the second issue, I learned how to use Pagemaker so I could do
provide assistance during the editing process?
We have a couple
of readers who help with the unsolicted material, and also an
editorial advisory board of writers, translators, and readers
who often make suggestions and send work. Once the issue has
been assembled, I do very little editing; basically copyediting.
For the Spanish-language copyediting, I rely on Bertha Ruiz de
la Concha, a really splendid Mexican translator and editor.
Tell us about
the third issue.
The third issue,
"Reconquest/Reconquista," has been made possible by the grant
from the Fund for U.S.-Mexico Culture, and I am really excited
about it. The theme of "reconquest" runs throughout
the issue, and is widely interpreted. For instance, we will feature
a poem by Juana Goergen, "Reconquista," and an elegant
and very thoughtful essay by Philip Garrison, "The Reconquista
of the Inland Empire." One poem, "Arlington House,"
by Washington, DC-area poet M.A. Schaffner, is about the mansion
of Robert E. Lee that now sits in the middle of Arlington Cemetery
surrounded by the graves of Union dead. The issue also includes
work by Colette Inez, Alberto Blanco, and Eduardo Gonzalez-Viana,
a wonderful novelist and short story writer from Peru who lives
in Oregon. He is definitely a writer to watch. Weve also
got a beautiful short story by José Skinner, who, by the
way, is an accomplished Spanish translator himself.
about your own background and writing/translating experience.
I moved to Mexico
City in 1986 when I got married. I had never studied Spanish,
only French and German, so I went to the Monterey Institute in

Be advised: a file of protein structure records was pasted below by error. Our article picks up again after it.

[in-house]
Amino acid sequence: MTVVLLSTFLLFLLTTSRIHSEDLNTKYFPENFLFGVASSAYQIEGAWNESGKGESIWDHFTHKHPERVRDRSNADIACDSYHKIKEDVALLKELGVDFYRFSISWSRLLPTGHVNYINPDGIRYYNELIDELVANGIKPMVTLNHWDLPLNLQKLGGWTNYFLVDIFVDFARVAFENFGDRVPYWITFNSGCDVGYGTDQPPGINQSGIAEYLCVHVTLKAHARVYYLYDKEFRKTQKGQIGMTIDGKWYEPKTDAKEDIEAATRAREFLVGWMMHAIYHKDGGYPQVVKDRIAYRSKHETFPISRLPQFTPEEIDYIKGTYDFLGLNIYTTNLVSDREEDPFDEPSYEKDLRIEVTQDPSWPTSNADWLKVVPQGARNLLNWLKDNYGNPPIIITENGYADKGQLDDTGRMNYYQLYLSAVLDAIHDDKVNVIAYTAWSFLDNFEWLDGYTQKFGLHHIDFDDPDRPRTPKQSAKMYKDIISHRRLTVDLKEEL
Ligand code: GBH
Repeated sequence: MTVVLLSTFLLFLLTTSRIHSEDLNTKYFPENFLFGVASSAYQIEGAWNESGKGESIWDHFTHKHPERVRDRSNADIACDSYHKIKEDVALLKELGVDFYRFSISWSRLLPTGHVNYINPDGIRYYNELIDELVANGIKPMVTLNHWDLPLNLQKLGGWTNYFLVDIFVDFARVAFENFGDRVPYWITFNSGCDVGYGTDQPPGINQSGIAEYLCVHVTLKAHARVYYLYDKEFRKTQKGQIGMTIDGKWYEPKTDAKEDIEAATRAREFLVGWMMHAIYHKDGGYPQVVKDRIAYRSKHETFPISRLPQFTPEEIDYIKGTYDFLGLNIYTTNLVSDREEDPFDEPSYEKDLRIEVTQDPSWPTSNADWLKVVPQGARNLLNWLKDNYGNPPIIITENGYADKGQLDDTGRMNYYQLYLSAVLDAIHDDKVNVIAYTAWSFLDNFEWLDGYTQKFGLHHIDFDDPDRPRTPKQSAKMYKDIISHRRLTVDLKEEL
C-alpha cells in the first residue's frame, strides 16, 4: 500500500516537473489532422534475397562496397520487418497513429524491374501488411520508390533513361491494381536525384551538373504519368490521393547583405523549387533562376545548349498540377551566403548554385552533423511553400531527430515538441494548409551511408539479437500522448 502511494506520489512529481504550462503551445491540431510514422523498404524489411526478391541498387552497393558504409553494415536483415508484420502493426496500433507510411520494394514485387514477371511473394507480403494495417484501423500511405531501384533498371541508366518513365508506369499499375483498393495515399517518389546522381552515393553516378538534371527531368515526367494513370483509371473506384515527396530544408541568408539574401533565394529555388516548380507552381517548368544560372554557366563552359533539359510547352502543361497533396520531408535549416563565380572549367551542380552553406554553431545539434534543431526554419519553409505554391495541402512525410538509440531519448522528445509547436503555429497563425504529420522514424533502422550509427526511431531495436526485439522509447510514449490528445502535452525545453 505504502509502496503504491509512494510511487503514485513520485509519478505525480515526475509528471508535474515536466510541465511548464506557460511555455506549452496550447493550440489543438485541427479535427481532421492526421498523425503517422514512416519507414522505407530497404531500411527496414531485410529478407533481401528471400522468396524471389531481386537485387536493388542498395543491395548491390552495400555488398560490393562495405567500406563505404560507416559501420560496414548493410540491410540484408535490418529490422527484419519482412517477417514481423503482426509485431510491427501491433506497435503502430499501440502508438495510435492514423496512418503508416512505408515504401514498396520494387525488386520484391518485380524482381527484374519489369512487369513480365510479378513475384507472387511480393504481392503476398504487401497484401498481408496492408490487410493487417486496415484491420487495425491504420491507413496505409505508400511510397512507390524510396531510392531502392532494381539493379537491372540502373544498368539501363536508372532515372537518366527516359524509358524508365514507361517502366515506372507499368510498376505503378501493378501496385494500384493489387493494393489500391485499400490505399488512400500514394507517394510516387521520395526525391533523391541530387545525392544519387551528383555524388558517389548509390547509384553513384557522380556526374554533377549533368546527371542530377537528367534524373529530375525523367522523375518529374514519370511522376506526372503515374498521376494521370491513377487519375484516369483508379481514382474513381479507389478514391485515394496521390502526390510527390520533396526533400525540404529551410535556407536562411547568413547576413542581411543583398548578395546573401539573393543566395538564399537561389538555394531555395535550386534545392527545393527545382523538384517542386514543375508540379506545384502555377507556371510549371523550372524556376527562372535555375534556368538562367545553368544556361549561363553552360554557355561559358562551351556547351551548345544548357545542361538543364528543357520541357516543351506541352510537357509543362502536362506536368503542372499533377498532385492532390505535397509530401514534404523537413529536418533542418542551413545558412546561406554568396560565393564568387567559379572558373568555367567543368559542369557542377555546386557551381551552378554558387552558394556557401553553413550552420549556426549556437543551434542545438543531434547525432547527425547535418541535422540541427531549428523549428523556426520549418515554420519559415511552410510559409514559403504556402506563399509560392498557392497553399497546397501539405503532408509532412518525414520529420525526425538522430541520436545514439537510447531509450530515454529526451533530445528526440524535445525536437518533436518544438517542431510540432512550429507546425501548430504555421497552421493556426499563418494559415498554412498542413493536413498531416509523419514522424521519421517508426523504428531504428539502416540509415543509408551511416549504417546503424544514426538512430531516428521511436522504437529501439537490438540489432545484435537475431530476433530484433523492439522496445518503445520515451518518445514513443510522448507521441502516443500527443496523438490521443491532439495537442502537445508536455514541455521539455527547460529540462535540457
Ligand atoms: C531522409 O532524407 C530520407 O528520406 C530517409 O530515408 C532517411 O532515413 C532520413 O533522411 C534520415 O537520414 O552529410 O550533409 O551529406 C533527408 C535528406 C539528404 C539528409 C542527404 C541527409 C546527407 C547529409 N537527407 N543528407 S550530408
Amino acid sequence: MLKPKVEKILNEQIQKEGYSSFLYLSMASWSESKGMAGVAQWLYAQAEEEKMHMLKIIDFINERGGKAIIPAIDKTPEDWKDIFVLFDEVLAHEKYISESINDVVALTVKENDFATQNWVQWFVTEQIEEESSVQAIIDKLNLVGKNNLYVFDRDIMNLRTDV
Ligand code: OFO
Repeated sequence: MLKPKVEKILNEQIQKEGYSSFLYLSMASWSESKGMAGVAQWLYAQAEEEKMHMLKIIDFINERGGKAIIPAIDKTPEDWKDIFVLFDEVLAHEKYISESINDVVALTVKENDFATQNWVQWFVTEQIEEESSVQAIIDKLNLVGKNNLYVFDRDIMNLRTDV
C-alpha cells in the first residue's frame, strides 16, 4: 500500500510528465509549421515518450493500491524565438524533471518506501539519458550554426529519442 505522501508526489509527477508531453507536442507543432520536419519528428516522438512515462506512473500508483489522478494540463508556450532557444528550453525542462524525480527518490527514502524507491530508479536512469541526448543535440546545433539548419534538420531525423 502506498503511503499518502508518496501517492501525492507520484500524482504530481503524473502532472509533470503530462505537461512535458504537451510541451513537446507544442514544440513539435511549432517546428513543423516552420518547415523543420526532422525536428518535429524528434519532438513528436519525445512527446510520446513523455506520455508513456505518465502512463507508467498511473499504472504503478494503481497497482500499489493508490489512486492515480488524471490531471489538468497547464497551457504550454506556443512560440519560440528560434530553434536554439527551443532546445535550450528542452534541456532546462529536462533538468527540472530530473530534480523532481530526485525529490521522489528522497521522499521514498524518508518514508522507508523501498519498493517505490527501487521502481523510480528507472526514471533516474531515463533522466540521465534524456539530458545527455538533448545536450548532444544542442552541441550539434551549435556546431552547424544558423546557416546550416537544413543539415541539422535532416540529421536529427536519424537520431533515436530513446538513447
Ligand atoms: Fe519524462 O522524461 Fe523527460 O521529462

Monterey, California, for an intensive four-week Spanish immersion
course. Once in Mexico City, I took more Spanish classes and
began working in an international investment bank. By 1988, I
was able to teach finance and economics in Spanish. My academic
background is in economics (B.A. and M.A., University of Chicago),
but ever since I was small I had always written stories. In 1990,
I began taking my literary writing seriously and signed up for
some summer writers conferences. By 1992, I was publishing stories
and poems and had begun to translate Mexican poetry.
As for my current
work, I have a book coming out this fall, Miraculous Air: Journey of a Thousand Miles Through
Baja California, the Other Mexico (University of Utah Press), and a book
of short stories, Sky Over El Nido (University of Georgia
Press), which won the Flannery OConnor Award. Ive
been publishing in literary journals, most recently essays in
Fourth Genre and Southwest Review, stories in Natural
Bridge and Turnrow, and poetry in West Branch.
Right now, I am working on a novel set in Mexico City.